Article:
Inspired Housekeeping

©iStock.com/OSTILL

©iStock.com/ OSTILL

Have you ever wondered who cleaned that big, beautiful architectural wonder we know as Solomon’s temple? Did the high priest’s wife sneak an illegal immigrant across the border to do it? Did she hire a troop of maids for minimum wage and no benefits?

Actually, according to 1 Chronicles 23:28-29, the cooking and cleaning were done by (drum roll, please) the male Levites—a chosen tribe within a chosen people.

Housekeeping was one of four occupations assigned to the Levites. It seems to have been considered equally important as the other three occupations, which were musicians, gatekeepers, and officers/judges (verses 4-5). Apparently all were paid the same. And they were not appointed to these occupations because of their individual talents or accomplishments; rather, the assignment was essentially random, based only on which branch of the family they belonged to.

So who merited more honor—the Levite judge, or the Levite who dusted the candlesticks?

Neither. Because “God has placed each one of the parts in one body just as He wanted … so that there would be no division in the body, but that the members would have the same concern for each other” (1 Corinthians 12:18-25).

Equality before God is a basic tenet of the Christian faith (e.g., Galatians 3:28). Yet sin has a way of sneaking prejudice into our lives. We may not even be aware of it, but it affects the way we relate to others. We listen attentively to the boring details of our boss’s morning commute but completely ignore his file clerk. We smile and laugh with our friends over lunch, but grumble and grouse at the waitress. We expect to be paid top dollar for our own work, but pay an illegal immigrant less than minimum wage to do our gardening. And when anything goes missing, he’s first on our list of suspects.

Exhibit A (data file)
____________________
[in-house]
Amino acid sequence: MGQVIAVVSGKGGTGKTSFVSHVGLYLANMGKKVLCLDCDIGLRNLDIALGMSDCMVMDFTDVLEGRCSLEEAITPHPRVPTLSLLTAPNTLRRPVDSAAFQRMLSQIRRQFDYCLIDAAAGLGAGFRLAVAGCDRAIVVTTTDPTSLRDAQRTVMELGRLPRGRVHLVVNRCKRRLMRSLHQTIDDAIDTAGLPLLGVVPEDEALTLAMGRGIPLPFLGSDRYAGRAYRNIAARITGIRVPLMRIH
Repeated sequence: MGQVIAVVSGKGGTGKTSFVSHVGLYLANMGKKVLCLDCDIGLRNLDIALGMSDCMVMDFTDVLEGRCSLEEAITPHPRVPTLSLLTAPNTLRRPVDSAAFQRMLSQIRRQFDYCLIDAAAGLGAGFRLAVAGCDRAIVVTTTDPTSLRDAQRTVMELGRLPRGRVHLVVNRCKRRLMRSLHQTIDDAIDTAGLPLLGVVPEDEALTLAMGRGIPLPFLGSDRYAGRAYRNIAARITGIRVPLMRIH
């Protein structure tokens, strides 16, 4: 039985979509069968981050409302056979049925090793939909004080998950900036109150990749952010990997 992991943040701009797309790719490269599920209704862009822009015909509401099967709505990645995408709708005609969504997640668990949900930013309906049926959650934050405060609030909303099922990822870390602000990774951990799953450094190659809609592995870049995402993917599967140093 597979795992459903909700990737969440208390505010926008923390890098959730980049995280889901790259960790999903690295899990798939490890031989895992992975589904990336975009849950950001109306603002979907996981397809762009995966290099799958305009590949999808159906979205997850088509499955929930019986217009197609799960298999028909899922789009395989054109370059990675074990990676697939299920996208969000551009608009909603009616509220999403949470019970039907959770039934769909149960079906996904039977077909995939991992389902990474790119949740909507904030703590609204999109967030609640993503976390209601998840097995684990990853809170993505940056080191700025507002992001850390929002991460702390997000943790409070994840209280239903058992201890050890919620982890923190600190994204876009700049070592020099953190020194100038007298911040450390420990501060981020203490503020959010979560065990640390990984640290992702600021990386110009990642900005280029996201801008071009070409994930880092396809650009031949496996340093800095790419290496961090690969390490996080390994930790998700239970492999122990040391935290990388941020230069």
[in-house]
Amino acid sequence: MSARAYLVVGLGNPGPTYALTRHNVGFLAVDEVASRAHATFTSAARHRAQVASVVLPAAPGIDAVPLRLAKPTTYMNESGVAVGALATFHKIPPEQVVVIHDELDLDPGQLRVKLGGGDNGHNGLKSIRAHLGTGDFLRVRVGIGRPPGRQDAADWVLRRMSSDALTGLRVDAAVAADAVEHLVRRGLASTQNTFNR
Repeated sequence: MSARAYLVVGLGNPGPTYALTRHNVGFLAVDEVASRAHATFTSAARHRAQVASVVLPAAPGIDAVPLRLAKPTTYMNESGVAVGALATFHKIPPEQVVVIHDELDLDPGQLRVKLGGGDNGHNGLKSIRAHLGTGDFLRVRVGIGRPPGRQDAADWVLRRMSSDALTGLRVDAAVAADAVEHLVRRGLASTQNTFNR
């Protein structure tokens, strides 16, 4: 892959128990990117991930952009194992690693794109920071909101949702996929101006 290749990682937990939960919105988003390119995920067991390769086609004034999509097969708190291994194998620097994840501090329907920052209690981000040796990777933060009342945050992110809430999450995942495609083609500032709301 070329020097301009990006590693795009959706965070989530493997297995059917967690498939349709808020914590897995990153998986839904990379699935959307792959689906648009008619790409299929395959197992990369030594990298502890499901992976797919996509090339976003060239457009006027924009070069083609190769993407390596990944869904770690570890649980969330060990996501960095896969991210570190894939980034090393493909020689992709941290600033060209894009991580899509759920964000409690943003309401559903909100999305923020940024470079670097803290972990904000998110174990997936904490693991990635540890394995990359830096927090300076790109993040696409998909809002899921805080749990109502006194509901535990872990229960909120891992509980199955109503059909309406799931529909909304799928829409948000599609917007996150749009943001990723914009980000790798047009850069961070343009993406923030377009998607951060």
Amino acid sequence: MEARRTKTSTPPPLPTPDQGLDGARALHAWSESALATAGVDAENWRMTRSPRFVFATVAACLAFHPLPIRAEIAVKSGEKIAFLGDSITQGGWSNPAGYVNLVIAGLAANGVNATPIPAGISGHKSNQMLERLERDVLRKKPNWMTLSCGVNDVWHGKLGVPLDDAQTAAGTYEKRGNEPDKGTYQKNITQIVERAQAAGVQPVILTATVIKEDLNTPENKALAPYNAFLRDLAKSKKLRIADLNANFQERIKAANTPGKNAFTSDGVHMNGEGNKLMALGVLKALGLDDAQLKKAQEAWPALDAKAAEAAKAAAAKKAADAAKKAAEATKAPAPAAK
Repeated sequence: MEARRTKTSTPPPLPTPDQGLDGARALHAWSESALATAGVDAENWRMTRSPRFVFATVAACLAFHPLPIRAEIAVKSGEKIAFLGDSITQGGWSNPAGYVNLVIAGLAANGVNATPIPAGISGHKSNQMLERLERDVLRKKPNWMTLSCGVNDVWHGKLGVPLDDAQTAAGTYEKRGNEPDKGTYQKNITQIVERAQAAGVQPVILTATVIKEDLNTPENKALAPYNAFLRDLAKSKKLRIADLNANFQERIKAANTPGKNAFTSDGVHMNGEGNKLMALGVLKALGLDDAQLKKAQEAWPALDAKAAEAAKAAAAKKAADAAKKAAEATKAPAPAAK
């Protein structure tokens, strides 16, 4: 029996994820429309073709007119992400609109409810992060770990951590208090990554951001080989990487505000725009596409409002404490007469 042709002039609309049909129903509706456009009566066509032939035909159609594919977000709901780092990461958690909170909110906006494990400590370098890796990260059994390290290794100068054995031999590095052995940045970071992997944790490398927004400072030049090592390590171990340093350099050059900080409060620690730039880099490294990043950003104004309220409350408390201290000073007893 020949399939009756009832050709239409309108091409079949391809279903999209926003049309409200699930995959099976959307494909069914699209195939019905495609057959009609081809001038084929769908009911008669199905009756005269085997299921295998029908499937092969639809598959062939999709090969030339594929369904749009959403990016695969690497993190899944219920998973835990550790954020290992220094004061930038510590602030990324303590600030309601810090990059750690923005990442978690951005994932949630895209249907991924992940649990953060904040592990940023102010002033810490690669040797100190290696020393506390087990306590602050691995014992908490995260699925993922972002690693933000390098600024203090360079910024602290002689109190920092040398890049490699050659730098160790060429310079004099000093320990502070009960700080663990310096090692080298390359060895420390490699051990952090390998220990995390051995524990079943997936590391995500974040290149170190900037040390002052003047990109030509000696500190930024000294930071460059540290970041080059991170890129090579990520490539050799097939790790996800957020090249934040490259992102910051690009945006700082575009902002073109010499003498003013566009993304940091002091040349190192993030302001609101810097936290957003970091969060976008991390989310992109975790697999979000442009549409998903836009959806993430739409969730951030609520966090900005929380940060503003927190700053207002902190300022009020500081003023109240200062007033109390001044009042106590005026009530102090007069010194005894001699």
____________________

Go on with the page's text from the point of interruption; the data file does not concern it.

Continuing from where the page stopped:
In each of these cases, we’re responding to the role someone fills rather than to the person she is. Yet in God’s eyes, our worth is based on what He did for us. And our faithfulness is not evaluated by our position, but by our commitment to carrying out the work He assigned us, whatever that work may be.

Some may consider housekeeping a dull job, one devoid of spiritual significance. Yet we can learn a lot from the way God chose to keep His house clean. He sees the faithful musician, the faithful judge, and the faithful housekeeper all in the same light—each is His child, loved and cherished.

Do we reflect this attitude in the way we interact with others?

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